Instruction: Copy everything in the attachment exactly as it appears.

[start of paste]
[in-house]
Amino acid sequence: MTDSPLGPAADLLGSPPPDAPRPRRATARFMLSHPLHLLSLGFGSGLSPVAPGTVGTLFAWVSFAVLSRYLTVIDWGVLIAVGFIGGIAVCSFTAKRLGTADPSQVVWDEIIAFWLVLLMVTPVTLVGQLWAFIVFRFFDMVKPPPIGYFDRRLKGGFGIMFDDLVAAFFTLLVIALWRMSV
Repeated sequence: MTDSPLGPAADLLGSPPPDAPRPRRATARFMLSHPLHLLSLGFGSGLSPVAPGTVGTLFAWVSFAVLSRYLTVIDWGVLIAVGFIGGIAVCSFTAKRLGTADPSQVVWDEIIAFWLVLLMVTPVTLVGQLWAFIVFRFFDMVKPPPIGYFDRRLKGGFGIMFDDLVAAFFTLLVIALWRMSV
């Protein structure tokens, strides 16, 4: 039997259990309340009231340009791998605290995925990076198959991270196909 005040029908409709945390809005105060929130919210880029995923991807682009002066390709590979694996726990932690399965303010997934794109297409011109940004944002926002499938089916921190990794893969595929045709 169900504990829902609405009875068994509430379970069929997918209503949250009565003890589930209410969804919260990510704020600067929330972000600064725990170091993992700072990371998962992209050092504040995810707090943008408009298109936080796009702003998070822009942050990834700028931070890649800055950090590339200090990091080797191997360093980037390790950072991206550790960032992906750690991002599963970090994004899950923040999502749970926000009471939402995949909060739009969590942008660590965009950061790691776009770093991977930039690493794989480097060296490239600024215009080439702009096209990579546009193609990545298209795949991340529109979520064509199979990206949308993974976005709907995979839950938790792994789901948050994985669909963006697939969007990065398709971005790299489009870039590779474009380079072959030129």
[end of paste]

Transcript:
[in-house]
Amino acid sequence: MTDSPLGPAADLLGSPPPDAPRPRRATARFMLSHPLHLLSLGFGSGLSPVAPGTVGTLFAWVSFAVLSRYLTVIDWGVLIAVGFIGGIAVCSFTAKRLGTADPSQVVWDEIIAFWLVLLMVTPVTLVGQLWAFIVFRFFDMVKPPPIGYFDRRLKGGFGIMFDDLVAAFFTLLVIALWRMSV
Repeated sequence: MTDSPLGPAADLLGSPPPDAPRPRRATARFMLSHPLHLLSLGFGSGLSPVAPGTVGTLFAWVSFAVLSRYLTVIDWGVLIAVGFIGGIAVCSFTAKRLGTADPSQVVWDEIIAFWLVLLMVTPVTLVGQLWAFIVFRFFDMVKPPPIGYFDRRLKGGFGIMFDDLVAAFFTLLVIALWRMSV
């Protein structure tokens, strides 16, 4: 039997259990309340009231340009791998605290995925990076198959991270196909 005040029908409709945390809005105060929130919210880029995923991807682009002066390709590979694996726990932690399965303010997934794109297409011109940004944002926002499938089916921190990794893969595929045709 169900504990829902609405009875068994509430379970069929997918209503949250009565003890589930209410969804919260990510704020600067929330972000600064725990170091993992700072990371998962992209050092504040995810707090943008408009298109936080796009702003998070822009942050990834700028931070890649800055950090590339200090990091080797191997360093980037390790950072991206550790960032992906750690991002599963970090994004899950923040999502749970926000009471939402995949909060739009969590942008660590965009950061790691776009770093991977930039690493794989480097060296490239600024215009080439702009096209990579546009193609990545298209795949991340529109979520064509199979990206949308993974976005709907995979839950938790792994789901948050994985669909963006697939969007990065398709971005790299489009870039590779474009380079072959030129």